-Free memory that was allocated from a dma_pool like this:
+Free memory that was allocated from a dma_pool like this::
 
 	dma_pool_free(pool, cpu_addr, dma_handle);
 
@@ -460,7 +468,7 @@ where pool is what you passed to dma_pool_alloc(), and cpu_addr and
 dma_handle are the values dma_pool_alloc() returned. This function
 may be called in interrupt context.
 
-Destroy a dma_pool by calling:
+Destroy a dma_pool by calling::
 
 	dma_pool_destroy(pool);
 
@@ -468,11 +476,12 @@ Make sure you've called dma_pool_free() for all memory allocated
 from a pool before you destroy the pool. This function may not
 be called in interrupt context.
 
-			DMA Direction
+DMA Direction
+=============
 
 The interfaces described in subsequent portions of this document
 take a DMA direction argument, which is an integer and takes on
-one of the following values:
+one of the following values::
 
  DMA_BIDIRECTIONAL
  DMA_TO_DEVICE
@@ -521,14 +530,15 @@ packets, map/unmap them with the DMA_TO_DEVICE direction
 specifier.  For receive packets, just the opposite, map/unmap them
 with the DMA_FROM_DEVICE direction specifier.
 
-		  Using Streaming DMA mappings
+Using Streaming DMA mappings
+============================
 
 The streaming DMA mapping routines can be called from interrupt
 context.  There are two versions of each map/unmap, one which will
 map/unmap a single memory region, and one which will map/unmap a
 scatterlist.
 
-To map a single region, you do:
+To map a single region, you do::
 
 	struct device *dev = &my_dev->dev;
 	dma_addr_t dma_handle;
@@ -545,7 +555,7 @@ To map a single region, you do:
 		goto map_error_handling;
 	}
 
-and to unmap it:
+and to unmap it::
 
 	dma_unmap_single(dev, dma_handle, size, direction);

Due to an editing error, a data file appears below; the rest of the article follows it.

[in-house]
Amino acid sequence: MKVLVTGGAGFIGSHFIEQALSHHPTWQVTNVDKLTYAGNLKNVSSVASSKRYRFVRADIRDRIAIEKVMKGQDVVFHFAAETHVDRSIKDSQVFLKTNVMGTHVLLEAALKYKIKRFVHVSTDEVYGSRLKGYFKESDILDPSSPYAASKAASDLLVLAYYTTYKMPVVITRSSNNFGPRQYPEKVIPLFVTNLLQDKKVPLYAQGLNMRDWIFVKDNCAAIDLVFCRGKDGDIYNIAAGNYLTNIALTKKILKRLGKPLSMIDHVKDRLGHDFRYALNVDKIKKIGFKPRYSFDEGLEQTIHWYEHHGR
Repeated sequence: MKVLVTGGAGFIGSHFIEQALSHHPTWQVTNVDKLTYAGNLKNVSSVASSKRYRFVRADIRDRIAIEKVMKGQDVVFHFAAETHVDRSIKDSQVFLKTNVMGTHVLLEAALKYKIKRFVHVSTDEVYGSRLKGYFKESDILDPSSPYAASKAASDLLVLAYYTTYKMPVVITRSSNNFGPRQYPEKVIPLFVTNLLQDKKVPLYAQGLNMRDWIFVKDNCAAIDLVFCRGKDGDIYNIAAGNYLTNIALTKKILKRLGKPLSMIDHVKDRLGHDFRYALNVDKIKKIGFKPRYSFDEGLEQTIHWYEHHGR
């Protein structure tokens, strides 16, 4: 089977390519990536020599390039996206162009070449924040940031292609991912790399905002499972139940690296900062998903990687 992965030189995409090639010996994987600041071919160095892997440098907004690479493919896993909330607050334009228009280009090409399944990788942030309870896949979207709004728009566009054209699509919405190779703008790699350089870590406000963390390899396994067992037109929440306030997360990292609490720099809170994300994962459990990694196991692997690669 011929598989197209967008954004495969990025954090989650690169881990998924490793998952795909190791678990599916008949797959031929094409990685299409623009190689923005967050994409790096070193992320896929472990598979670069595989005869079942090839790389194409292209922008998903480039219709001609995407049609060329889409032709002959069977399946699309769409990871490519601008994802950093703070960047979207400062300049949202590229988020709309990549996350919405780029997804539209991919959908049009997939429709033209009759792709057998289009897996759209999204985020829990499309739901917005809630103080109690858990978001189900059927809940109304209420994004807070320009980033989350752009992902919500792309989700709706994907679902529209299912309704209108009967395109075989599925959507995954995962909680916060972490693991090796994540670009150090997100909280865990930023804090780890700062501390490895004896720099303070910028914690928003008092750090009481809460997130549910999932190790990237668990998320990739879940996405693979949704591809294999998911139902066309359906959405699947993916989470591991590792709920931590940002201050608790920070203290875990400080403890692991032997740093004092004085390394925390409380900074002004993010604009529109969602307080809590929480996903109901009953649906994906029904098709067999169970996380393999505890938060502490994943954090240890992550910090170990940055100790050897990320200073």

@@ -561,7 +571,8 @@ to check for errors that make assumptions about the underlying DMA
 implementation are as follows and these are applicable to dma_map_page() as
 well.
 
-Incorrect example 1:
+Incorrect example 1::
+
 	dma_addr_t dma_handle;
 
 	dma_handle = dma_map_single(dev, addr, size, direction);
@@ -569,7 +580,8 @@ Incorrect example 1:
 		goto map_error;
 	}
 
-Incorrect example 2:
+Incorrect example 2::
+
 	dma_addr_t dma_handle;
 
 	dma_handle = dma_map_single(dev, addr, size, direction);
@@ -584,7 +596,7 @@ Using CPU pointers like this for single mappings has a disadvantage:
 you cannot reference HIGHMEM memory in this way.  Thus, there is a
 map/unmap interface pair akin to dma_{map,unmap}_single().  These
 interfaces deal with page/offset pairs instead of CPU pointers.
-Specifically:
+Specifically::
 
 	struct device *dev = &my_dev->dev;
 	dma_addr_t dma_handle;
@@ -614,7 +626,7 @@ error as outlined under the dma_map_single() discussion.
 You should call dma_unmap_page() when the DMA activity is finished, e.g.,
 from the interrupt which told you that the DMA transfer is done.
 
-With scatterlists, you map a region gathered from several regions by:
+With scatterlists, you map a region gathered from several regions by::
 
 	int i, count = dma_map_sg(dev, sglist, nents, direction);